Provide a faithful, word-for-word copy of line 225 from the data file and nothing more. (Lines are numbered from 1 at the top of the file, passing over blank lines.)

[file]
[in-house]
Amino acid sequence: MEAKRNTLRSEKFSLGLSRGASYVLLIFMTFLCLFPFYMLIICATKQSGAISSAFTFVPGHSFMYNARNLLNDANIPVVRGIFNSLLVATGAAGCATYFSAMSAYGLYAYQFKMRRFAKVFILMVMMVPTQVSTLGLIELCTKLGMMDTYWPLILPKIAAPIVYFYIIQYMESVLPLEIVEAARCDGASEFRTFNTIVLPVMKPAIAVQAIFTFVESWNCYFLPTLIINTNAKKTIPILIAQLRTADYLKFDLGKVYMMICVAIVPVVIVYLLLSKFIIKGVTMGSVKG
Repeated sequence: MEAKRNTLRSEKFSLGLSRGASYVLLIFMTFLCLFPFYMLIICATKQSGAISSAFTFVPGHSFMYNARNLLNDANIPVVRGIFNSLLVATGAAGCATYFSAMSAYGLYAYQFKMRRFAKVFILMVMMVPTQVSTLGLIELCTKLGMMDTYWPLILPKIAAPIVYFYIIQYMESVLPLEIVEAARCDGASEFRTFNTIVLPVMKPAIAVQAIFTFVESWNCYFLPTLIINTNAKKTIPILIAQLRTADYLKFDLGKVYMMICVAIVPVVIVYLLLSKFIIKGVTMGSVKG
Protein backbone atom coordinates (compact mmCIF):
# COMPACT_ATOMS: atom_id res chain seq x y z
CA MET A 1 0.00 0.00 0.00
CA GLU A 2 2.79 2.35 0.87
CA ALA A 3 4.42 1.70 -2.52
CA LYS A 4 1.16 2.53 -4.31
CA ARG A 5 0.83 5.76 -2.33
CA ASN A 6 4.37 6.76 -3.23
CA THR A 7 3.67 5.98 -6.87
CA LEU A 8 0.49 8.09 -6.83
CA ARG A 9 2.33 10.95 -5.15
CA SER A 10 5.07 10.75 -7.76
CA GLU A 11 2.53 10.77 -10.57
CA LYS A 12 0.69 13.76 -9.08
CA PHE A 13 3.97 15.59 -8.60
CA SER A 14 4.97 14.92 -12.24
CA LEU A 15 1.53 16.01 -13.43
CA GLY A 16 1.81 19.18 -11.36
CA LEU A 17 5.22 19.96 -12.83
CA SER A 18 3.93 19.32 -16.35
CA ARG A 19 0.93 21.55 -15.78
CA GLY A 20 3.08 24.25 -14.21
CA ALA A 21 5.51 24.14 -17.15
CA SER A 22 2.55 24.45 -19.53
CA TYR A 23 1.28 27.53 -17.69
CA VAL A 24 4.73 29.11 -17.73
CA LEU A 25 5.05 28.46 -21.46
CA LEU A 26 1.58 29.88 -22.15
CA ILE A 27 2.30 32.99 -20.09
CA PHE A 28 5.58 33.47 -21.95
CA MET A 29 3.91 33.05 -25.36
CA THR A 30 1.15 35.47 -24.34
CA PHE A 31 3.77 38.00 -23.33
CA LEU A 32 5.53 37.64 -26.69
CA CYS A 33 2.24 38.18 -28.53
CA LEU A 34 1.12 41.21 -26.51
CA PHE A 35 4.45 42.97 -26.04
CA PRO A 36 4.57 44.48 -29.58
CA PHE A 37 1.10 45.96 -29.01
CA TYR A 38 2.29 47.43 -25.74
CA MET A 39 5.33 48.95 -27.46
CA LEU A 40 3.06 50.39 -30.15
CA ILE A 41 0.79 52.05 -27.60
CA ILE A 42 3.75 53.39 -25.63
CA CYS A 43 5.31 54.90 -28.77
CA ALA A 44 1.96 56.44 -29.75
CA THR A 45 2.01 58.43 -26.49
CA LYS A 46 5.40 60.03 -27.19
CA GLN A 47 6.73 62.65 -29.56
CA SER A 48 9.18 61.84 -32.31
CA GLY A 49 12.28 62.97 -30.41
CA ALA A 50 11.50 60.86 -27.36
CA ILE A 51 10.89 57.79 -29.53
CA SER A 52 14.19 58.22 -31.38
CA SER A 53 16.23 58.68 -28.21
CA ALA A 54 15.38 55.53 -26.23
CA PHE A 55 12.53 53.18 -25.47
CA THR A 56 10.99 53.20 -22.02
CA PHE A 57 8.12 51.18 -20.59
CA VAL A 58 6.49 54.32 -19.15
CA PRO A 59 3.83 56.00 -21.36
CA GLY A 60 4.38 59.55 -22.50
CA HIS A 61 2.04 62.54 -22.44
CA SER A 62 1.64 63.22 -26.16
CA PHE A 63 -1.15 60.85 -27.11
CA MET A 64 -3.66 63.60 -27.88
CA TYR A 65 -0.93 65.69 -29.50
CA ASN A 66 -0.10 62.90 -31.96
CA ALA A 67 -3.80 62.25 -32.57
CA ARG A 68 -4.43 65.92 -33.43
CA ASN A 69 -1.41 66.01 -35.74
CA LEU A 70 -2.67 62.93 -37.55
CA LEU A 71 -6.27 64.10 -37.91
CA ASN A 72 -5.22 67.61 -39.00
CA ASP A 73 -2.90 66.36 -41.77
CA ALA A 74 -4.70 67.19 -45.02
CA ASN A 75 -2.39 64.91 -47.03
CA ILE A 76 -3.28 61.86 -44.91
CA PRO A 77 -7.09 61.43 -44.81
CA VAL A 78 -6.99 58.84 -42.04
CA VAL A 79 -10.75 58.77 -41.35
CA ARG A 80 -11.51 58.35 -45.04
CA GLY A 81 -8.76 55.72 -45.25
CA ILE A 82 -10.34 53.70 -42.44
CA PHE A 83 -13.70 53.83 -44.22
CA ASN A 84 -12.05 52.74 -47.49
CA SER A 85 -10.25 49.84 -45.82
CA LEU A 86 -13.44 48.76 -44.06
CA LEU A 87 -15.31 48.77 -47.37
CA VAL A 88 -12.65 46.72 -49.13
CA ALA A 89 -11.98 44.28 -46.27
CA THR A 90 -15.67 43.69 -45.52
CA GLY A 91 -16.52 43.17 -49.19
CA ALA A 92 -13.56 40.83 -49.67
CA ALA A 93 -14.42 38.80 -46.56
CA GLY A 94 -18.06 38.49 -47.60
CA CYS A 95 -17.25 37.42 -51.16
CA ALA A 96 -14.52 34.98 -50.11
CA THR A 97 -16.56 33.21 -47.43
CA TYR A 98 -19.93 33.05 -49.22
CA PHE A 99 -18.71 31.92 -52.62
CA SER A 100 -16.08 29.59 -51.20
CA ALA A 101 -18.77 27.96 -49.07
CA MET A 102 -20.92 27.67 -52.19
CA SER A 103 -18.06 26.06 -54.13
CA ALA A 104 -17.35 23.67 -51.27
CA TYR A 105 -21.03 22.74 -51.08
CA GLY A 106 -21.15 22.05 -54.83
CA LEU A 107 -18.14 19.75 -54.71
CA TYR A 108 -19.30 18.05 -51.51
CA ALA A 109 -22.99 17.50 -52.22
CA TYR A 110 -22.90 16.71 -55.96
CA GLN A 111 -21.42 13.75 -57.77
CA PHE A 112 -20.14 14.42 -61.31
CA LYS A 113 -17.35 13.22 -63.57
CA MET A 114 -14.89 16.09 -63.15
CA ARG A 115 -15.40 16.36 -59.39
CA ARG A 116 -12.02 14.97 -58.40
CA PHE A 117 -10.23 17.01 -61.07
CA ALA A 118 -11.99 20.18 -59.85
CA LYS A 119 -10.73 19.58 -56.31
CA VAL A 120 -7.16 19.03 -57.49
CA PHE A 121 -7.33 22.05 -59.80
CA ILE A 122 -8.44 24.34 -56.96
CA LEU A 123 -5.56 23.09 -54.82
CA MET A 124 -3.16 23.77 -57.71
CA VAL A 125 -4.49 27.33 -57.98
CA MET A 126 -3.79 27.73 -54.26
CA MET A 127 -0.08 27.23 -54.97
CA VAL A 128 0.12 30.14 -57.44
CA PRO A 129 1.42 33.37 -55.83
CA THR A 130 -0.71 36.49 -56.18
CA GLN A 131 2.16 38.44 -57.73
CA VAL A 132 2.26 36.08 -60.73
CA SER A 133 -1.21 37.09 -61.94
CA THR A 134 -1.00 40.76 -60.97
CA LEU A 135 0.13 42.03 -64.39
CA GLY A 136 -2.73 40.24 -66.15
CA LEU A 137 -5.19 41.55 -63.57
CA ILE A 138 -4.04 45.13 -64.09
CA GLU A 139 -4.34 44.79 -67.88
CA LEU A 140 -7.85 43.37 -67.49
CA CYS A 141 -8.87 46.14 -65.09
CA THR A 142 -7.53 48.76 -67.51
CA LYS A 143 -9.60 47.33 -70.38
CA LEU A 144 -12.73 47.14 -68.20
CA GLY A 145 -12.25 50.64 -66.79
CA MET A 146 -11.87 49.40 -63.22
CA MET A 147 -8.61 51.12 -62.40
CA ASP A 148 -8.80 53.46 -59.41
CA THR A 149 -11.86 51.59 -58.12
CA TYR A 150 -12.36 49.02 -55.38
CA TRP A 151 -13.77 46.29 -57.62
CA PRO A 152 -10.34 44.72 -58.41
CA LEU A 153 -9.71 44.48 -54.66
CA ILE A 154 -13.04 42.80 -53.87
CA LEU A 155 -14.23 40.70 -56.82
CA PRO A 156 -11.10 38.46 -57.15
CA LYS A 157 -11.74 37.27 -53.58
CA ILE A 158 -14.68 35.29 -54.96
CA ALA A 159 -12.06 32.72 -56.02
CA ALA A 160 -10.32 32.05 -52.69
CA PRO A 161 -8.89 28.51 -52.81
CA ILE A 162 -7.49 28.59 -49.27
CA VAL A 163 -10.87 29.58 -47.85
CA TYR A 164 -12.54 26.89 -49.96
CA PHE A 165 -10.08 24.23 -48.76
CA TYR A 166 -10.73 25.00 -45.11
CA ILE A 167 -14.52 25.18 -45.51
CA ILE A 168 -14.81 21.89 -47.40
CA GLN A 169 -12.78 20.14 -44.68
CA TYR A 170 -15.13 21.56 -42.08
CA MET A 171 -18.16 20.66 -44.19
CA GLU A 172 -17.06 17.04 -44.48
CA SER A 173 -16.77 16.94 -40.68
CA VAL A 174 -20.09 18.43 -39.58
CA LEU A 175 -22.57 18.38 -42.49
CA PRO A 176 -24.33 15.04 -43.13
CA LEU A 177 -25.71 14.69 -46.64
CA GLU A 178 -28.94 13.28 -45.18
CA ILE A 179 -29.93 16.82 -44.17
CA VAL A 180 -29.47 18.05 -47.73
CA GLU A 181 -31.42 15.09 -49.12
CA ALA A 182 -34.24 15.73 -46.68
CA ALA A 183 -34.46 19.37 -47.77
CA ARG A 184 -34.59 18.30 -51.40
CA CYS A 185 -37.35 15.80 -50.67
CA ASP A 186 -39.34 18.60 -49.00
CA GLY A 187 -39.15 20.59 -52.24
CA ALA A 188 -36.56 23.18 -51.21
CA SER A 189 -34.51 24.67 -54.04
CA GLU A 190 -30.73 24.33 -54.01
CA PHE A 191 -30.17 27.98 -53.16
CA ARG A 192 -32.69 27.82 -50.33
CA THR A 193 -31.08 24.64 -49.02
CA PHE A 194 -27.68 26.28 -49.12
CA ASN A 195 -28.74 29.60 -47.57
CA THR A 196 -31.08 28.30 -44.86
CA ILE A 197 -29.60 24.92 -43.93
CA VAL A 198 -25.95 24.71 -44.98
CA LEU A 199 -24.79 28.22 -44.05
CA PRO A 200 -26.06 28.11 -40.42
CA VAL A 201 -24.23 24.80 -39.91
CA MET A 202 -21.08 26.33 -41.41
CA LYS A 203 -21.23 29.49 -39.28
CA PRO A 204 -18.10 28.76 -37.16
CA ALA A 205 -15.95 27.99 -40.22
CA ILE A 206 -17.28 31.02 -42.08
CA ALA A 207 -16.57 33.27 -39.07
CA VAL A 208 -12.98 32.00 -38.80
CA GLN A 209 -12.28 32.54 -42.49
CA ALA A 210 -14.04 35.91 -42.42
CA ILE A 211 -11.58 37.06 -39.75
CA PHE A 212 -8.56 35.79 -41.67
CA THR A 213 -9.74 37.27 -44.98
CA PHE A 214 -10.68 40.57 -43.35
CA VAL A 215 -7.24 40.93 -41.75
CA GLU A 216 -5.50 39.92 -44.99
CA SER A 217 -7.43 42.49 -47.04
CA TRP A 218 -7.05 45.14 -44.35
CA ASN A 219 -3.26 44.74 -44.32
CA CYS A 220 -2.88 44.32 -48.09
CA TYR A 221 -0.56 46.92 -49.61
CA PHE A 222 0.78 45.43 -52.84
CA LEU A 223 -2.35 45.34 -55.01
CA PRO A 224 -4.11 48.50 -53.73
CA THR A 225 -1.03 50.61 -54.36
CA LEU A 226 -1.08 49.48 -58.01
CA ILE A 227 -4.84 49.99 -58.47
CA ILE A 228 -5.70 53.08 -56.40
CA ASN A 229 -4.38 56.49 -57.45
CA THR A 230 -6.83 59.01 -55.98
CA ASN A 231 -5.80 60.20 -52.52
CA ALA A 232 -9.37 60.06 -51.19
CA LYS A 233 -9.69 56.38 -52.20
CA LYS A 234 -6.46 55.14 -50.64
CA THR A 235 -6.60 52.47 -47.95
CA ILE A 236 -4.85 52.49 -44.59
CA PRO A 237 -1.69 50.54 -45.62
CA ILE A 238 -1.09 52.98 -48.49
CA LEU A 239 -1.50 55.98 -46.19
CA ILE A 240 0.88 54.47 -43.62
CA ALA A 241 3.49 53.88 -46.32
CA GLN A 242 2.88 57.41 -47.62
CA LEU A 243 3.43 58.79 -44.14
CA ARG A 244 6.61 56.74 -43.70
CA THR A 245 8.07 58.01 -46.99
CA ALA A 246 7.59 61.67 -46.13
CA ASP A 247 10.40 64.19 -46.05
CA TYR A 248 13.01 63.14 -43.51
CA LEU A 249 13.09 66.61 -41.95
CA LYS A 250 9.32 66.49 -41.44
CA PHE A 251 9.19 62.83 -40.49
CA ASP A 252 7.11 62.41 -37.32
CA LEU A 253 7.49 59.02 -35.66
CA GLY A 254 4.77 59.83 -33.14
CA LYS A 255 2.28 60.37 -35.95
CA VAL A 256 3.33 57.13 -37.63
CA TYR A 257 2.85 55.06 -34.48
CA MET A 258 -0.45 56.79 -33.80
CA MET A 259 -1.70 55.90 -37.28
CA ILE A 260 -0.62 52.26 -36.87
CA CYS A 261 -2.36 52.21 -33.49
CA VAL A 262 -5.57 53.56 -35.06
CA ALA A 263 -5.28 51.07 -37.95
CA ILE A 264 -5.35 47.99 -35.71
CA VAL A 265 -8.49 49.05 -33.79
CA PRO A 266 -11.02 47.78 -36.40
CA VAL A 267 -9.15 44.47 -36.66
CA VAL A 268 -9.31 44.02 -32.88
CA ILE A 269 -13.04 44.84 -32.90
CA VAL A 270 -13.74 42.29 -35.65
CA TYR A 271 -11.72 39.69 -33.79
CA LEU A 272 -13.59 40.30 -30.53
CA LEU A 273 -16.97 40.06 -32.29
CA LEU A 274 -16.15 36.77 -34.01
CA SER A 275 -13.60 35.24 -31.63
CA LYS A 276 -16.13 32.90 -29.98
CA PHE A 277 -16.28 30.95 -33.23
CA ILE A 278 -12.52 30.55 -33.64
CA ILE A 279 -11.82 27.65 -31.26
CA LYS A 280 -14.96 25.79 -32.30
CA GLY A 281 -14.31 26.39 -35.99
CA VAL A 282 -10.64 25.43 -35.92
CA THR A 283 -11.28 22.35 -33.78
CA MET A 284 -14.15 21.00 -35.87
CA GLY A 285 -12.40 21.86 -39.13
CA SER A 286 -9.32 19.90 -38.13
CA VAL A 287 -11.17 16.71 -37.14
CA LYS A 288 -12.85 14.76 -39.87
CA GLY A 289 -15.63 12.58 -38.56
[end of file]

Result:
CA CYS A 220 -2.88 44.32 -48.09